The IBM Selectric, the revolutionary typewriter that was developed in Lexington, turned 50 in late July. A number of its fans wrote in, sharing memories and old photographs. But for Ed Reed of Ed's Office Machines, the Selectric isn't a symbol of a bygone era. He's up to his knuckles in them nearly every day.
Head out Winchester Road, make a left after the drive-in, and you'll come to Reed's workshop, which also serves as a garage and model airplane hangar. Old manual typewriters and the odd adding machine share the floor space with a '66 Chevy pickup. Resting on its own typing table is an old black Remington, which Reed used for years to type out invoices. It commands a place of honor in the repair shop, like a veterinarian's beloved cat. But the Selectrics, lined up on shelves and on the floor, have the other machines outnumbered.
"There's not that many of us folks around anymore who can work on them," Reed says. "I get people by word-of-mouth from all over the state."
You can also find Reed under "Typewriters — Repairing" in the Windstream yellow pages. It's a nostalgic category that suggests there might be other entries for typewriters, which, of course, there aren't. Reed's is the only name listed.
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Undergoing rehabilitation this day was a Selectric II and an IBM Wheelwriter, which replaced the Selectric. It offered advances including limited memory and spell check, and was advertised as having the special "Selectric touch," but it never earned the devoted following of its predecessor.
Reed, 70, was in the right place at the right time to form a lifelong connection to the IBM icon. After graduating from Clark County High School in 1960, he went to work at Rees printing company in Winchester.
He quickly gravitated to the back room, where school typewriters were worked on — in those days, typing was a standard part of the curriculum. "The boss started letting me take them apart — old Remingtons, Underwoods, Royals." Reed felt more at home there than with the printing presses.
"In 1963, I got a job with a firm in Lexington — L.T. Davis Co. — on North Broadway. They started to send me to school to work on the more advanced machines."
Mr. Davis, as Reed refers to him, dealt mainly in Sharps and Remington Rands. He sent Reed to places such as Atlanta, Philadelphia and Nashville to learn about their newer model typewriters, copiers and calculators.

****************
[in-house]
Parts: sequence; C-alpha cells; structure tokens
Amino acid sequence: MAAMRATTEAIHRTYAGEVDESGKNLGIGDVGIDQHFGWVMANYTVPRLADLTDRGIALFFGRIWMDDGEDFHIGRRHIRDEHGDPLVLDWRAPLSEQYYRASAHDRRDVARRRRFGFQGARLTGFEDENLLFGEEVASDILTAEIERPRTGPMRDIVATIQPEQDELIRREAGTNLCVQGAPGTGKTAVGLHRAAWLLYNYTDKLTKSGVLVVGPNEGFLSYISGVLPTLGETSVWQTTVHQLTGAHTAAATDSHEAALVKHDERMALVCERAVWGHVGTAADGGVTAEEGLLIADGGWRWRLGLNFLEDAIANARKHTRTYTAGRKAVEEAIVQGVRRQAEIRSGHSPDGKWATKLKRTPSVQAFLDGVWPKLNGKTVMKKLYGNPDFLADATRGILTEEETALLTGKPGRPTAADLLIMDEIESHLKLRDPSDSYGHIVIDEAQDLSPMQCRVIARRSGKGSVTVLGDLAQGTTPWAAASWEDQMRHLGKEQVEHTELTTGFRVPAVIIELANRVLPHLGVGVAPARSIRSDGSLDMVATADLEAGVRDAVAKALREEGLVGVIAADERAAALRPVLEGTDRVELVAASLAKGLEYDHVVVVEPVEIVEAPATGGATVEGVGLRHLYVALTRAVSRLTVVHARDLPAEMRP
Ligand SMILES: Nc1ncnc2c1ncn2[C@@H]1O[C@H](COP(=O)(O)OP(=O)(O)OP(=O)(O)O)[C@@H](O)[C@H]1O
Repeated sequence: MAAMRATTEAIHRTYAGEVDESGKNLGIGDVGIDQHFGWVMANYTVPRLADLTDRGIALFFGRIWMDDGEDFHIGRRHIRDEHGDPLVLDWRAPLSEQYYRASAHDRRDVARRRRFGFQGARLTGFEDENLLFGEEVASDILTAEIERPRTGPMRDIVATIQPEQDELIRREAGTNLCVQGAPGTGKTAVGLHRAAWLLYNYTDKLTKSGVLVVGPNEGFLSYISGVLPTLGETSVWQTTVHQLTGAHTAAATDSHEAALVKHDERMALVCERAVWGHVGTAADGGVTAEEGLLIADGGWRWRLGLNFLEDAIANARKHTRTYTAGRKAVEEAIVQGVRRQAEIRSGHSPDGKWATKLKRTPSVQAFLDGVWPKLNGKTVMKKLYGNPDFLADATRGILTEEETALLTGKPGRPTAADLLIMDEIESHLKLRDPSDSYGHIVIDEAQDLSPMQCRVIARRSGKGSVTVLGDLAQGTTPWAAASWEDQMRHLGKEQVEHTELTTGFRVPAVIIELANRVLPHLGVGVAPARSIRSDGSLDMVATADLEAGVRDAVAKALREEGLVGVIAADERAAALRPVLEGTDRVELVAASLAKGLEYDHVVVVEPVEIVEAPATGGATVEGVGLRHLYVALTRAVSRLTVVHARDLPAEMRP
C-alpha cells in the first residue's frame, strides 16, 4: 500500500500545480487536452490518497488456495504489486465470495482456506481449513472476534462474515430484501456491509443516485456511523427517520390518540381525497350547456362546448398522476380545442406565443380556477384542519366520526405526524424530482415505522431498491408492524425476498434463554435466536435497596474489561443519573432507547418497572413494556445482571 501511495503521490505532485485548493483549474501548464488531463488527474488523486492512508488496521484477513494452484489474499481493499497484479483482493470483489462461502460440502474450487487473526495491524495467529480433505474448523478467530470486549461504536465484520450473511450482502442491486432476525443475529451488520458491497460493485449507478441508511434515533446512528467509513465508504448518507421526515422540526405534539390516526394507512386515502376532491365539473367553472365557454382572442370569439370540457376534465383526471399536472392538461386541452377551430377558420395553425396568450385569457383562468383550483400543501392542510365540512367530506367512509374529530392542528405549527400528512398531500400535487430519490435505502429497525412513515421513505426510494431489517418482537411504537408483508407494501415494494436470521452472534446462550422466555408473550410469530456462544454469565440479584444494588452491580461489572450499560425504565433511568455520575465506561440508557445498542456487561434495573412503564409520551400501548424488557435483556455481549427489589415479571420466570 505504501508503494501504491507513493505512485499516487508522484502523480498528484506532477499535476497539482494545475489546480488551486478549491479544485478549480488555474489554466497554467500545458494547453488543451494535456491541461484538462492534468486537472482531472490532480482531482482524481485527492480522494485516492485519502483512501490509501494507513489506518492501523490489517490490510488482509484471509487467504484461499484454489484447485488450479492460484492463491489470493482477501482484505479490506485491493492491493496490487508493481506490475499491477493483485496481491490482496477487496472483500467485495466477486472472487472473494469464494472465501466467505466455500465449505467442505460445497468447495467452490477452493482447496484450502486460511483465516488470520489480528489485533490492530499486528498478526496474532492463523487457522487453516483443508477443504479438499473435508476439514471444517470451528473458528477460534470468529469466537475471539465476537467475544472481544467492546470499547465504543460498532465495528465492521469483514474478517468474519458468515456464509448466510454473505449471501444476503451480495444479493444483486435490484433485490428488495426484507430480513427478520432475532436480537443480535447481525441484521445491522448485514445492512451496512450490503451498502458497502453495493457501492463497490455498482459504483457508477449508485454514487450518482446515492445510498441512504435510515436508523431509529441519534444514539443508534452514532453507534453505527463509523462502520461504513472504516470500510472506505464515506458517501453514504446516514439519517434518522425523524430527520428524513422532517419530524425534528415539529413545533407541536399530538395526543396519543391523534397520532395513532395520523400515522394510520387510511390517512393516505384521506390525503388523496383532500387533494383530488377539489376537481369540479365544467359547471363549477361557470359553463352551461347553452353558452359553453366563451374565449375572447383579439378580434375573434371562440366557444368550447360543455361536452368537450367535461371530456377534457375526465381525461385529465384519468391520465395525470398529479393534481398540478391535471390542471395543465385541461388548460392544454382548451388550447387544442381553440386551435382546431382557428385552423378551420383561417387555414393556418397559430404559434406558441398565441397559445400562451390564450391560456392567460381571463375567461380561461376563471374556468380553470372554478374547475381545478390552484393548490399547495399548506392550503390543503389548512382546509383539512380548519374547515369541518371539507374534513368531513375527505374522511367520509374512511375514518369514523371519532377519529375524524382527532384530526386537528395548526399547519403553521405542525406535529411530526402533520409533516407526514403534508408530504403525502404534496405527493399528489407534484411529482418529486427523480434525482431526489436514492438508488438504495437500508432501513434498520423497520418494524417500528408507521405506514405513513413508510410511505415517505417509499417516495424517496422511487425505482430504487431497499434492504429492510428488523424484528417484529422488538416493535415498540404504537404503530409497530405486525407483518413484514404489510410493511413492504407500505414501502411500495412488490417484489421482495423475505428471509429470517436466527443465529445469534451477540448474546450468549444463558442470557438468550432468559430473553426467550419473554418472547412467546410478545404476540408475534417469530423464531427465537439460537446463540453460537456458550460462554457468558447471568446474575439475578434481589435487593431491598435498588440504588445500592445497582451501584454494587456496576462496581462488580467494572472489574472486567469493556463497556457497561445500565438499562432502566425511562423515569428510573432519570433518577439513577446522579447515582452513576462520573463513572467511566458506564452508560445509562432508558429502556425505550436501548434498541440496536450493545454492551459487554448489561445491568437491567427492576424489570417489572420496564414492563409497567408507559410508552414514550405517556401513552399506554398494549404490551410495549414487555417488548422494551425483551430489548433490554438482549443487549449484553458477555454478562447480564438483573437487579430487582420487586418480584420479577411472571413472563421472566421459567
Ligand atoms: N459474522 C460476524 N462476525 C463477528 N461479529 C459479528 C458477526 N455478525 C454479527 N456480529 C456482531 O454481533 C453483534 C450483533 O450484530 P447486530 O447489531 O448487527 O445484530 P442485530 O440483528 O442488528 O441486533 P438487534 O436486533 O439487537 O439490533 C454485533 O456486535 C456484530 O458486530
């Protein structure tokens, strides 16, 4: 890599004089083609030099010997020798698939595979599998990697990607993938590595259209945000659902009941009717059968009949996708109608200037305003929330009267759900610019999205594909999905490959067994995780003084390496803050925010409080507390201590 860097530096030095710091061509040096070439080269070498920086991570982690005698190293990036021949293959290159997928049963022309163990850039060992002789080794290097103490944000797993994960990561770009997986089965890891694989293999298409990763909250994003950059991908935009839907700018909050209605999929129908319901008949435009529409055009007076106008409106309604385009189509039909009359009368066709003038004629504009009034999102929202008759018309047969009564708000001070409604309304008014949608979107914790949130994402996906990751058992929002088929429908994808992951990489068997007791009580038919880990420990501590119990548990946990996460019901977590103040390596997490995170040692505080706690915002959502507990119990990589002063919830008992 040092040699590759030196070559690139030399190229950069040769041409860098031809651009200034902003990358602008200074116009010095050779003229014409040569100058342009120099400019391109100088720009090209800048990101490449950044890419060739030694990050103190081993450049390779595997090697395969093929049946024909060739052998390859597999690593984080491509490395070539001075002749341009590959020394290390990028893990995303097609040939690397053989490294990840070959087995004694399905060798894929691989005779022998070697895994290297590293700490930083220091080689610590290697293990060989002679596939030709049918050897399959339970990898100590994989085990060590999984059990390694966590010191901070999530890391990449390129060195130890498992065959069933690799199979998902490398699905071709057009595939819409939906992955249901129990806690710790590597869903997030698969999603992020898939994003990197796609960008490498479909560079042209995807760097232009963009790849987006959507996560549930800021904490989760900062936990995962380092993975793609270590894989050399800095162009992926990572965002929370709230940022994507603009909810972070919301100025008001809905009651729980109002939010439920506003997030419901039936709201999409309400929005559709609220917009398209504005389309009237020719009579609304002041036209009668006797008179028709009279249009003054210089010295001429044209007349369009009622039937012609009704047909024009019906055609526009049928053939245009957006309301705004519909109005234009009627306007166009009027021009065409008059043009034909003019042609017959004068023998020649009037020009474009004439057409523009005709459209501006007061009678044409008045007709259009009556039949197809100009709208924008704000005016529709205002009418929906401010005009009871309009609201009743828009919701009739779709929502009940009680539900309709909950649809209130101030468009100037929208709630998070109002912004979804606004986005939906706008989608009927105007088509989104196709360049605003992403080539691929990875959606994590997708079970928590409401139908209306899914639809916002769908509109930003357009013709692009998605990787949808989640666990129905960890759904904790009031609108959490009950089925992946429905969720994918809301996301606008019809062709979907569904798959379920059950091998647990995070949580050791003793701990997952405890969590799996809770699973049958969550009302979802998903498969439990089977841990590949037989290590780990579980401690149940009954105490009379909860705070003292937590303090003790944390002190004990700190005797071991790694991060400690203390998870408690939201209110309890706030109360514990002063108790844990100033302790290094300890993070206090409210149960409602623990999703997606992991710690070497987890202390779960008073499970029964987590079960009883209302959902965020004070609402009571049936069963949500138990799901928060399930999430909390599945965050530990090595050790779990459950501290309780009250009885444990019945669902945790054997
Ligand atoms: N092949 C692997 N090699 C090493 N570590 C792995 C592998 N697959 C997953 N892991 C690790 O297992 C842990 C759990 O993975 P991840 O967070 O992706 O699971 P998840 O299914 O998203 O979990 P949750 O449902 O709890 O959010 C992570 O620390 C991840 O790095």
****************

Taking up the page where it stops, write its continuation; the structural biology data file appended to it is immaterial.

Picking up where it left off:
"Then I got connected with a person from IBM and saw the way the trend was headed," says Reed. On his own, he went for training on IBMs at night to be a part of it.
Davis wasn't convinced right away. But, Reed says, "People liked our work, and we got more service contracts." And those service contracts, at places such as the Army Depot in Richmond, helped the boss see the light. The company added refurbished IBMs to its inventory, too. Reed worked for Davis until Davis retired in the early '90s. Shortly afterward, Reed took over the business, renamed it and started working for himself.
Correct me if I'm wrong
Reed himself was won over early by the Selectric's design and workability. "They were made real durable."
He was also impressed by the users' love for the machine. And when the Correcting Selectric II was introduced, it was the clack heard 'round the office-machine world.
"Everyone makes mistakes," says Reed. Suddenly there was a typewriter that could fix them with a keystroke. "My No. 1 call is: 'My correction key isn't working well,' " says Reed.
He still has a few service contracts at businesses, courthouses and banks that need them for forms that haven't entered the computer age. "You can always count on Ed and know he will be in a delightful mood," says human resources specialist Diane Warren at Link-Belt. "He keeps our Selectric II typewriters humming."
A good doctor
At L.T. Davis, Reed says, "One young man came to work with us from the vocational school, an excellent student. But he had trouble out on the job. He'd say, 'Ed, I don't get it. I can take those machines apart in the classroom blindfolded.' He couldn't understand how I could find the problem so fast. I just told him it was experience." And for him, "experience" means understanding both the machine and its user.
Customers praise his warm deskside manner. Marji Oliver, a receptionist at Lexington Center, says, "I love him — his personality, his friendliness, his helpfulness, and he knows what he's doing."
Says Reed, simply: "I was always taught the customer is right, and to be kind and courteous to them."
And for individual customers who aren't up to bringing the patient to him, he still makes house calls.
A good story
At the University of Kentucky once, he went to work on an older professor's Selectric. "The first time I went in, I told the young woman at the desk I was there to work on a typewriter. She looked at me and asked, 'What's that?' "
That story might sound too cute to be true, but Reed is not the kind of person to make things up.
"I was taking classes in Nashville," he says. "There were about 15 of us there. We got into the real delicate stuff, with screws and springs. A fellow next to me was clearly frustrated and finally said, 'There's one thing for sure, you couldn't be a preacher and work on these machines.' The instructor didn't know me, but he came over and said to me, 'You're a preacher, aren't you?' " Reed's calm demeanor and clean language gave him away.
That doesn't mean that Reed never gets frustrated at man's typewriting devices. "Machines can be complicated. When I can't figure out a problem, I usually find if I leave it and go to bed, the next morning the answer is right there."
Reed's customers live in fear of his retirement. "Some days I think about it," he says. But "as long as the good Lord gives me strength," he plans on keeping his hands busy and his customers satisfied.